Peculiar clinicopathological features of immune-mediated necrotizing myopathies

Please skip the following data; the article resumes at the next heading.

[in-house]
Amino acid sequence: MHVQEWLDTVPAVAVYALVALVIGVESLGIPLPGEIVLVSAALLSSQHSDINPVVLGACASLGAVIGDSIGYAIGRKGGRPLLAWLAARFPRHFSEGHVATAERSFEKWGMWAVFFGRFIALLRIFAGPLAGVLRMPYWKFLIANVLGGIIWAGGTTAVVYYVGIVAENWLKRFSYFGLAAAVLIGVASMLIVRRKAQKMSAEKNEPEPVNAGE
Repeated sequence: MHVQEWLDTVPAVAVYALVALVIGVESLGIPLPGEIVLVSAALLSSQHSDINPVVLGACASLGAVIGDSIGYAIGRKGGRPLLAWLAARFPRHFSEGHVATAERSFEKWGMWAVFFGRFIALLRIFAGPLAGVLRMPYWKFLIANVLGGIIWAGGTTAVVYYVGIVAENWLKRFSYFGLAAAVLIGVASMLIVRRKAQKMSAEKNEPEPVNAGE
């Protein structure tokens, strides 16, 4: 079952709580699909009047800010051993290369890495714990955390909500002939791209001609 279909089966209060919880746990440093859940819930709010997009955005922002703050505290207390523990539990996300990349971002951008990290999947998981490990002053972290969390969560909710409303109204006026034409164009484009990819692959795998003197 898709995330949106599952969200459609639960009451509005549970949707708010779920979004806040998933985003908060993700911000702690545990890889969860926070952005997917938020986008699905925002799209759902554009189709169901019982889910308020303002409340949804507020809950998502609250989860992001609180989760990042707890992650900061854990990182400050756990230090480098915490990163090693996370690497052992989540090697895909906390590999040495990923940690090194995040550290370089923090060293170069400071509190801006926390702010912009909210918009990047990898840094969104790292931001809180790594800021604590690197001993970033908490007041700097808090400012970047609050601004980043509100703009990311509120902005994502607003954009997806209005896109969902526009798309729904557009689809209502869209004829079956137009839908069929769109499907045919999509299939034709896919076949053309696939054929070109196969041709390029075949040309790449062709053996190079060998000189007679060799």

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Purpose of reviewIn the past decade, immune-mediated necrotizing myopathies have emerged as a separate entity in the heterogenous group of autoimmune myopathies. This group is characterized by clinical manifestations restricted to the muscle tissue, and until recently, the definition was based on muscular pathological features.Recent findingsIt was shown that they are the most severe autoimmune myopathies in term of muscle damages. They have been associated with two myositis-specific antibodies: either anti-signal recognition particle (anti-SRP) or anti-hydroxy-3-methylglutaryl-CoA reductase (anti-HMGCR) antibodies. These two antibodies are now considered as immune-mediated necrotizing myopathy (IMNM) diagnostic criteria. Each antibody delineates a homogenous subgroup of IMNM patients in terms of severity and IMNM without myositis-specific antibodies have a high risk of malignancy. In addition, pathological observations as well as in-vitro experiments suggest the pathogenic role of anti-SRP and anti-HMGCR antibodies.SummaryIMNM are muscle-specific autoimmune diseases associated with a severe weakness and a risk poor muscle strength recovery. Anti-SRP and anti-HMGCR antibodies are specifically associated with this condition and are crucial for the diagnosis and the prognosis. The muscle biopsy remains necessary for IMNM diagnosis in absence of myositis-specific antibodies.

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